The Uru also make huts and boats out of the totora plant, and use the roots as food and medicine.
While you’re on Lake Titicaca, you can also explore the several naturally occurring islands scattered across this enormous body of water. On the Bolivian side of the lake you’ll find the rumoured birthplace of the sun and moon, the islands of the Isla Del Sol and Isla De La Luna.
If you’re lucky enough to be in the city of Puno early in February you’ll be able to witness the Feast of the Virgin of Candelaria. This two-week festival is one of the biggest in South America, drawing crowds in the thousands.
Anthropologists and historians believe that the festival might date back to an indigenous harvest festival, which became Christianised during colonial times. The main event is a dance competition where dance troupes decked out in festive regalia compete for the top spot.
Hop on a small plane or hot-air balloon and head south, down the coast of Peru. As you take in the rolling hills and dunes of the arid desert landscape you might notice some massive geometrical shapes scribbled across the scenery.
A tree, a bird, a spider – these are some of the gargantuan drawings made by the Nazca tribe who lived in Peru. At first, these shapes were made by scraping off the top layer of red soil, revealing the white layer underneath. Later on, these designs were created by piling stones on top of the ruddy upper layer of soil.
No one really agrees on what they were used for, but most people believe they were made for some ritualistic purpose. For example, they may have been used to keep track of the stars or communicate with the sky gods.
More than 50% of Peru’s landscape is made up of the Amazon Rainforest, and one of the best ways to experience the natural beauty of this environment is to take a riverboat ride through the area.
Book one in Pucallpa, the gateway to the Peruvian Amazon, and travel down the Ucayali River.
There are more species of butterfly found here than there are anywhere else in the world. So don’t be surprised if a kaleidoscope of butterflies passes close by your boat. Try to spot some blue morphos, a topaz-hued butterfly that can grow to be the size of your hand!
And keep an eye out for the pink noses of river dolphins, and the charcoal-grey backs of West-Indian manatees as you sail by in the snaking green waters.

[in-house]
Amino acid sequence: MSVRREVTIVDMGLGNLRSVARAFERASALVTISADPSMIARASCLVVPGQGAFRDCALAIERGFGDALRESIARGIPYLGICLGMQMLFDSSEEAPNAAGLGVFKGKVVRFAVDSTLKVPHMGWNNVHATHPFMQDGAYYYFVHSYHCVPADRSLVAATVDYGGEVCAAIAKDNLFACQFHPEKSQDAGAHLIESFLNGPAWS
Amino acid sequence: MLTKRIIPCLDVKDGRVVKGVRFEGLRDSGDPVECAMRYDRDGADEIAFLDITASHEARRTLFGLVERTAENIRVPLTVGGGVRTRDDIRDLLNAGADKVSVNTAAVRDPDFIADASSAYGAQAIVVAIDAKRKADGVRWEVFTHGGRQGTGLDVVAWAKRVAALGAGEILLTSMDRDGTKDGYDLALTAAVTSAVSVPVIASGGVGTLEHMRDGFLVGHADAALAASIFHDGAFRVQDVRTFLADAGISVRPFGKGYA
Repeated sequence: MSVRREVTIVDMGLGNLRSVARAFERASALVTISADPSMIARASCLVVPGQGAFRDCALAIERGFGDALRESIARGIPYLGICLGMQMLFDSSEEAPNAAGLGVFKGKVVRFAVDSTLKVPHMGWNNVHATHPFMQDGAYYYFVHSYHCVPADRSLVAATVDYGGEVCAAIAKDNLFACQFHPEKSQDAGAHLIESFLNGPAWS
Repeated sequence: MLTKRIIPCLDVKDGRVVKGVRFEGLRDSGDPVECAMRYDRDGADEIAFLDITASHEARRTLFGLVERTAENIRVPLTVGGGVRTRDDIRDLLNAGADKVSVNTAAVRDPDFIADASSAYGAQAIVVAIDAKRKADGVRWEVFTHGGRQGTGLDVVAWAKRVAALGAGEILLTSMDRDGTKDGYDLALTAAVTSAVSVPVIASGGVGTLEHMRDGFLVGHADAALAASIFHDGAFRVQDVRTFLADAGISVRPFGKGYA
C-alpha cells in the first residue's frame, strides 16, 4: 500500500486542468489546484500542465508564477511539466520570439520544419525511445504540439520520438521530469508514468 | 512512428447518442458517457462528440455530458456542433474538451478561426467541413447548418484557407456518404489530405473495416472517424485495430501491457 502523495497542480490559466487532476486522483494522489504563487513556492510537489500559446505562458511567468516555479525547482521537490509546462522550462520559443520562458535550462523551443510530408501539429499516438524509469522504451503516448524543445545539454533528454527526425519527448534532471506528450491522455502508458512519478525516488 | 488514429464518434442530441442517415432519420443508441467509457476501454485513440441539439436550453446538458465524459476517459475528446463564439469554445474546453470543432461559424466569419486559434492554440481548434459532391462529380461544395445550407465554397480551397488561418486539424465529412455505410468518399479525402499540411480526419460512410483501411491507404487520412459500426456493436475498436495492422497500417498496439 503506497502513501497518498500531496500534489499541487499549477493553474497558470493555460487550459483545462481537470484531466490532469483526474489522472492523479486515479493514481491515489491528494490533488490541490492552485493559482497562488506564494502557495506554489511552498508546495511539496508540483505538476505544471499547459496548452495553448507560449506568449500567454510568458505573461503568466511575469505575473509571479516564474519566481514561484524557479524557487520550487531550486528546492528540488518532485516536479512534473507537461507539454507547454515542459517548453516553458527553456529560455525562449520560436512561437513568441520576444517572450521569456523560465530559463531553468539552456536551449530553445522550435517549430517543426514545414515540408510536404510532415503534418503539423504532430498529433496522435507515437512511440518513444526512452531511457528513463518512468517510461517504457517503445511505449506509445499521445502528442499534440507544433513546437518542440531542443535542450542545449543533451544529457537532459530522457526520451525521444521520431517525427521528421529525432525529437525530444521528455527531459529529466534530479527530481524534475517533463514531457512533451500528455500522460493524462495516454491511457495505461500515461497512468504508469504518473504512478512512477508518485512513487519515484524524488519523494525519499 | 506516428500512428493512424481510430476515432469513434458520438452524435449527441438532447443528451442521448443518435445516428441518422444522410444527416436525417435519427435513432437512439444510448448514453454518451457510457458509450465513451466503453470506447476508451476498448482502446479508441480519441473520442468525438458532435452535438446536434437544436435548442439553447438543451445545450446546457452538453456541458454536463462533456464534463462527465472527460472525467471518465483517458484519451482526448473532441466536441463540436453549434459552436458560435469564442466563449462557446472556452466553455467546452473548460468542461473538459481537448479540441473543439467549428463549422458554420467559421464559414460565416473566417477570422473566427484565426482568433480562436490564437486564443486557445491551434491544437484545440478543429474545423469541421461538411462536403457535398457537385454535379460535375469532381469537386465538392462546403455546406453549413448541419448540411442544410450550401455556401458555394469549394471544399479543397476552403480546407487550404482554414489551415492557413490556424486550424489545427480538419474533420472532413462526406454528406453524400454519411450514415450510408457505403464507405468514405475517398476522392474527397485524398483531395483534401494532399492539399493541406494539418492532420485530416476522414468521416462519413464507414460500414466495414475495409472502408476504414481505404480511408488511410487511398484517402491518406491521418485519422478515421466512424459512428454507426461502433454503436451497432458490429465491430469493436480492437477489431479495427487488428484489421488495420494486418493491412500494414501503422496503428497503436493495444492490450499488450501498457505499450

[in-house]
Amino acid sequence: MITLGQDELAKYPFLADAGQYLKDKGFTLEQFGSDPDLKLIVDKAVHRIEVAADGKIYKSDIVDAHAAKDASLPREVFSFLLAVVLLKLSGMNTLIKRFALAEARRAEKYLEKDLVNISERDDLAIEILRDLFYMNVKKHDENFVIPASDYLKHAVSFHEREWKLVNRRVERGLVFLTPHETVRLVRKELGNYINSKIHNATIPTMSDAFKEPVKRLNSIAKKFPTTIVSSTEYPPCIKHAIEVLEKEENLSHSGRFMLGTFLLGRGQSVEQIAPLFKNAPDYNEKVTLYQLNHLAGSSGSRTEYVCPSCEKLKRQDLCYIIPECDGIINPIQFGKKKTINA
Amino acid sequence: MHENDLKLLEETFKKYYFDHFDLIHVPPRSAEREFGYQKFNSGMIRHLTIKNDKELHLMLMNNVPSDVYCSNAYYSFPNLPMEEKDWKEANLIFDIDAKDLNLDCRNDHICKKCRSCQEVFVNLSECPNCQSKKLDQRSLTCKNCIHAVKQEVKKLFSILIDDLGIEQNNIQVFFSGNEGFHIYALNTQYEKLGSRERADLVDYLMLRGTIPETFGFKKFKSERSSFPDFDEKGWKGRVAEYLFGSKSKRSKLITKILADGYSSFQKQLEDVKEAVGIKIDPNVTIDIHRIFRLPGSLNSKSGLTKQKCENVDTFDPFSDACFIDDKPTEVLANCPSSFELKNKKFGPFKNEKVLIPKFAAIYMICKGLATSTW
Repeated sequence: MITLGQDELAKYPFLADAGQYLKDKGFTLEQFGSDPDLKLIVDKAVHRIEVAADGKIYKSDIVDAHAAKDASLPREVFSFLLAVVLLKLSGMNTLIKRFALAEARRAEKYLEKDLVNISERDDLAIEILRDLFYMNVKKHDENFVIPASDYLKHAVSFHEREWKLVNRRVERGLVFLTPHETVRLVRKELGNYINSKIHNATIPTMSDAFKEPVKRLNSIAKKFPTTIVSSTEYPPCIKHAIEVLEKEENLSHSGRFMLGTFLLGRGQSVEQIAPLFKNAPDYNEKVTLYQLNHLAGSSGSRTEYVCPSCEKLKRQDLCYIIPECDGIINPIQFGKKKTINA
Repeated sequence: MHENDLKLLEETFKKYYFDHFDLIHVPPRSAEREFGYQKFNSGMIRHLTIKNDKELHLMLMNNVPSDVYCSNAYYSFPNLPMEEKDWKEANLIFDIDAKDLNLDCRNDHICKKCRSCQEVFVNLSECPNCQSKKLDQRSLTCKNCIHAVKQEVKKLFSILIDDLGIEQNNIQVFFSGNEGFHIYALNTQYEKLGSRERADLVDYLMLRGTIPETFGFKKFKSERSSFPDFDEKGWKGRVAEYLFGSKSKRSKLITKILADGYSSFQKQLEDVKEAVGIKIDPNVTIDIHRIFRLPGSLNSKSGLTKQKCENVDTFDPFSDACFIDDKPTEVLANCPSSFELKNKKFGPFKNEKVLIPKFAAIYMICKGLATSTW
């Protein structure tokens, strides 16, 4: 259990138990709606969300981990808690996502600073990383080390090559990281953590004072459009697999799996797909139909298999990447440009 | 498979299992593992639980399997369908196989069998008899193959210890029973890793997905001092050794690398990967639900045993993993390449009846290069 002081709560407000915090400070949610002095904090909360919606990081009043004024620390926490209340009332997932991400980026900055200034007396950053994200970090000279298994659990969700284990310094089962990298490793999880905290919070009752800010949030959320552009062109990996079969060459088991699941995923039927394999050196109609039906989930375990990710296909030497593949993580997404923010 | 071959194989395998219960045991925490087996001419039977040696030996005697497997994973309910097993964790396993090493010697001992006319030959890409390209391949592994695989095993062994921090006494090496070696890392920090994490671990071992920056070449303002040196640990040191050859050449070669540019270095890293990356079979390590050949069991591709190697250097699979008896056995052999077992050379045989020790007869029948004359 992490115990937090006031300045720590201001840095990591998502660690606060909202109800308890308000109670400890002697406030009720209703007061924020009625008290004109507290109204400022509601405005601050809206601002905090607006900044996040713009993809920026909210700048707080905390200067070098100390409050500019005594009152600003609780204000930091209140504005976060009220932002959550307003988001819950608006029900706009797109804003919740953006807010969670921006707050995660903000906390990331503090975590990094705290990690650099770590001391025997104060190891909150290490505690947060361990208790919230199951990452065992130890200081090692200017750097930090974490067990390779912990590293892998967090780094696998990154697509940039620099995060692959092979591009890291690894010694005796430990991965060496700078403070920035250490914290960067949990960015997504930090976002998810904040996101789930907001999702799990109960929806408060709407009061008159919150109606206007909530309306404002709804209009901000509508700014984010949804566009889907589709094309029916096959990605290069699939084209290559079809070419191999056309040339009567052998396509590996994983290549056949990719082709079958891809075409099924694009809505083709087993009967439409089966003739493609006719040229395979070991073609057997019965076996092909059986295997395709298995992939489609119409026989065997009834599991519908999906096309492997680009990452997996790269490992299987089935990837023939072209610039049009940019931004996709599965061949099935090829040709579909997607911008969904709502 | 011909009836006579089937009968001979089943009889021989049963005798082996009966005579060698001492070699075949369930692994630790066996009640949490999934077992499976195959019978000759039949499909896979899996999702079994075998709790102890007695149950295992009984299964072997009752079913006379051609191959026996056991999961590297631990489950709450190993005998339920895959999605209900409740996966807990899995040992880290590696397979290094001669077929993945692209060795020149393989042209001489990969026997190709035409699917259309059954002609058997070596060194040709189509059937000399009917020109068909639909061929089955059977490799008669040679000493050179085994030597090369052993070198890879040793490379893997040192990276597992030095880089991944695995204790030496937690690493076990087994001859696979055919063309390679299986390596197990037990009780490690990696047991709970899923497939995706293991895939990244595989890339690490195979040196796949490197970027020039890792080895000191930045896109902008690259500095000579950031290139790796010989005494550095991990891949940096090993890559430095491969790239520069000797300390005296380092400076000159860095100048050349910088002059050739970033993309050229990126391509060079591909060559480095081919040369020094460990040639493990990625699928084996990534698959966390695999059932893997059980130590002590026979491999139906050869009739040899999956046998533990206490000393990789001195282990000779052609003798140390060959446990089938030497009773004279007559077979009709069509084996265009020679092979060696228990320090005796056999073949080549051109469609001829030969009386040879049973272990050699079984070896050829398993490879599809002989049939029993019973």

Then look to the treetops to spot the tails of the many varieties of monkeys that make the jungle their home. Among the luscious green leaves and vines, you’re also sure to see the bright plumage of a parrot or hummingbird.
Stop off at the central jungle town of Iquitos, the historical centre of the rubber industry. Here you can visit Belen – an informal settlement of huts built on stilts implanted in the riverbed – and sample the spicy lemongrass-like flavour of leafcutter ants.
You can travel deeper into the jungle to visit the many small villages of the Bora people, and learn more about their commitment to a symbiotic relationship with the forest.
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Of all the surprises you’re likely to find in the Amazon, a river that scorches everything that comes near it can easily top the list.
The “boiling river” was recently rediscovered by Andres Ruzo, a young geophysicist, who informed the scientific world about the existence of this steamy river. It’s seen as a sacred spot by the people who have lived here for centuries.
Because this is a relatively new tourist destination, you’ll have to trek through a good few miles of jungle to get there, but there are many organisations in Pucallpa that offer this tour.
Once you reach the riverbank, keep an eye out for Sumrina, a powerful spiritual teacher said to appear in the centre of the river – but only to those who are truly ready to hear his wisdom.
As a GVI volunteer in Peru, you will be based in Cusco, and work with communities in and around the city.
We also offer short-term international development internships in Peru where you can add to your professional development while volunteering abroad. Community interns will work on education and women’s empowerment projects and get involved in activities other that are requested by leaders in the community.
With lots of ways to volunteer and tons of things to do in Peru, this travel destination is a list-topper.